Once again, a team of students from Dahlgren School qualified for the International SeaPerch Competition, to be held at University of Massachusetts Dartmouth on June 1-3. This marks the fifth time that students from the school have dominated at the regional competition and the fourth time that they will compete in the international competition.
SeaPerch is an innovative underwater robotics program funded by the Office of Naval Research (ONR). The science, technology, engineering and mathematics (STEM)- based competition provides the teachers and students with the resources they need to build an underwater Remotely Operated Vehicle (ROV), while exposing students to important engineering and design skills, as well as exciting careers that are possible in naval architecture and naval, ocean and marine engineering.
The team competed in the SeaPerch Annual Regional Competition on March 1 at the University of Mary Washington against 57 other local teams. Following the competition, two of Dahlgren School’s three teams moved forward to the international competition.
Six Dahlgren students – Mia, Ashley, and Kaili, Jude, Ryan and Josh – comprised the two teams “Baby Narwhals” and the “Lucky Charms.”
Science teacher Ann Doyle used the SeaPerch curriculum teaching the students basic engineering and science concepts with a marine engineering theme. Throughout the course, the students learn engineering concepts, problem-solving, teamwork and technical applications.
Social studies teacher Maureen Holt who has also been a part of the SeaPerch program at Dahlgren sees great value in what the program has provided the students throughout the last five years.
“The program is fantastic and it reinforces STEM standards with hands-on experiences of building, operating, making changes, and competing,” Holt said.
The students agreed that teamwork was a major lesson learned, in addition to the engineering skills they acquired.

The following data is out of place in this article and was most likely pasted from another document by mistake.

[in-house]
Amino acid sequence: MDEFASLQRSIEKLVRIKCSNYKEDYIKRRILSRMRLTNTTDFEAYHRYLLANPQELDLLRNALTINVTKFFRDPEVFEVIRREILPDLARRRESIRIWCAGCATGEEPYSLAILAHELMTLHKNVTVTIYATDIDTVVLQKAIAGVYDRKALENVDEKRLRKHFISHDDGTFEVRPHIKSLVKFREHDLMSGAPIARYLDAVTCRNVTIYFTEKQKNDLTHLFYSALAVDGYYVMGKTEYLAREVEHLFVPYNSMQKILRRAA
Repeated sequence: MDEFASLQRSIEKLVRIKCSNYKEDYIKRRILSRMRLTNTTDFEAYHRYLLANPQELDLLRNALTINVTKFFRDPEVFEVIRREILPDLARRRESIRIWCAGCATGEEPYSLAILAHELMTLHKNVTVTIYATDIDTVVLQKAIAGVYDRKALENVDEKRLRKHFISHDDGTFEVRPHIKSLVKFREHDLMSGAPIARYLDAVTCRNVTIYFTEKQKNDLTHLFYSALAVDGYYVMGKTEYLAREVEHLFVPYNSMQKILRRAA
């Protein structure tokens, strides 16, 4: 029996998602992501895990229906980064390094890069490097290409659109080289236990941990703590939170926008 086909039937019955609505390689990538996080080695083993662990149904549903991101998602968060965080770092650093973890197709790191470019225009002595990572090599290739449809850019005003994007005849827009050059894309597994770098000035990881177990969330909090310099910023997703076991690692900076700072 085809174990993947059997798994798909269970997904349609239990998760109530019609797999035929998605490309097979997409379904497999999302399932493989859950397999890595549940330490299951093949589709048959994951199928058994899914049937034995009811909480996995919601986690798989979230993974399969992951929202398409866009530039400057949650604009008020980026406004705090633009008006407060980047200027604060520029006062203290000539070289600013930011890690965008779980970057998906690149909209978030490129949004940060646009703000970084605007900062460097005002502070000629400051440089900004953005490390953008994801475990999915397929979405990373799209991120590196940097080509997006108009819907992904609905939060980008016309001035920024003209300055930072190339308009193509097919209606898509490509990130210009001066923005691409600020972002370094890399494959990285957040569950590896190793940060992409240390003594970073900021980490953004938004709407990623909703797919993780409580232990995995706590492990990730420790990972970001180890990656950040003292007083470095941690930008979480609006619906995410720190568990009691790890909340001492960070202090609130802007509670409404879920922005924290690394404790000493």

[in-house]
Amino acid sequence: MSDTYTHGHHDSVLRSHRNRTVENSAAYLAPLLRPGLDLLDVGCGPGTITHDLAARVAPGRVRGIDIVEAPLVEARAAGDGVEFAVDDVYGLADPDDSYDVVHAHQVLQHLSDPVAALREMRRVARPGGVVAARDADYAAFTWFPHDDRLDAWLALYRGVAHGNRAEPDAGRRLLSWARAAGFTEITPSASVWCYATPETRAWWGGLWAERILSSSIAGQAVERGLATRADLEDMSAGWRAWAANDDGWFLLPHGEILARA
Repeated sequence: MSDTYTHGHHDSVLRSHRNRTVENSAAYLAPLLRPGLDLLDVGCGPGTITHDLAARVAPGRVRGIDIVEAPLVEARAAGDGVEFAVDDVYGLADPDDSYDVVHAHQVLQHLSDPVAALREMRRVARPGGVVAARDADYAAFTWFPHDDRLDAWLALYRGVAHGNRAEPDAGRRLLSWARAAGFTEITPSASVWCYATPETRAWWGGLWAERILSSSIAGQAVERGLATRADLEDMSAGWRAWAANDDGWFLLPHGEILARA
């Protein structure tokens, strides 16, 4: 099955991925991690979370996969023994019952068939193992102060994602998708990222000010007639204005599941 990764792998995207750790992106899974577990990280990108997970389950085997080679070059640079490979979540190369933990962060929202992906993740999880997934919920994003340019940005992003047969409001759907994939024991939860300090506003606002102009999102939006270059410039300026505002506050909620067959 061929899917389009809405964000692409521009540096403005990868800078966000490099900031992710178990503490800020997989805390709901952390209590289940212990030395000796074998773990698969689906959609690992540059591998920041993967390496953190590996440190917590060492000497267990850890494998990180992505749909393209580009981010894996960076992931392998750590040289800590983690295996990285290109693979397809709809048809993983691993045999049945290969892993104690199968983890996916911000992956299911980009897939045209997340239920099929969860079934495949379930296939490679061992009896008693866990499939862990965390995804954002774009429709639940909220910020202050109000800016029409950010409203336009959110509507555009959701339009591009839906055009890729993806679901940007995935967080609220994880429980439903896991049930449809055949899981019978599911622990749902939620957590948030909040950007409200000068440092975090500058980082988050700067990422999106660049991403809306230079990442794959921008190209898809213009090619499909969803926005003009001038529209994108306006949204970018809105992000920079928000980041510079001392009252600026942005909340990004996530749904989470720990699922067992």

“The coolest part of this experience for me was the teamwork. We learned through the process our strengths and weaknesses and used that information to create the best team possible,” Kaili said.
Each student built their ROV from a kit that included PVC pipe and other low-cost, easily accessible materials; designs had to adhere to very specific guidelines, including the number of thrusters, a 12-volt power supply and how much money they are allowed to spend on their vehicle. Over the course of two months, the students built, tested and refined their designs.
Throughout practice runs at the Aquatics Center aboard Naval Support Facility (NSF) Dahlgren, the students realized that different strengths and weaknesses in their ROV designs as well as in their “driving” skills. In addition to completing an effective design, the students had to navigate an underwater obstacle course and perform tasks guided by a remote control; competitors were also judged on the speed of their vehicle. The team’s ability to have access to the Aquatics Center was an invaluable asset for them to hone those remove driving and maneuvering skills and judge the speed and performance of their ROVs.
“We ran speed trials at the pool and then we took the Perch with the fastest time and used that one,” Ashley explained.
When the final SeaPerch were completed, the teams had narrowed their units down to the best performing one per team.
In addition to their newly-gained teamwork and engineering skills, the team had to refine their public speaking skills as well. A component of the competition requires them to present their design and an engineering notebook to the panel of judges. For the weeks leading up to the Regional Competition, the students had to journal and work through putting together the notebook, including illustrations, documenting their engineering design process and specific steps they took in the design and modification process. According to Doyle, this was the least favorite aspect of the competition for the students; the students themselves readily agreed.
“For two weeks after school, they worked on their journals with graphics and the processes and labeled what they did every step of the way,” Doyle said.
Doyle and the team would like to thank everyone who assisted in their journey, most especially Liz Kwasniak, the manager of the Dahlgren Aquatics Center.
“Liz has supported the STEM teams year in and year out, convenient or not, and we wouldn’t be able to do this if Liz didn’t allow us to come over and find a lifeguard for us in the middle of the day,” Doyle said. “We are really grateful to her and her team for their support.”
In June, the students will compete against nearly 100 other teams from around the globe at the International SeaPerch Challenge. The teams will be judged by a panel of engineers, educators and other professionals. Best of luck to the students in the upcoming competition!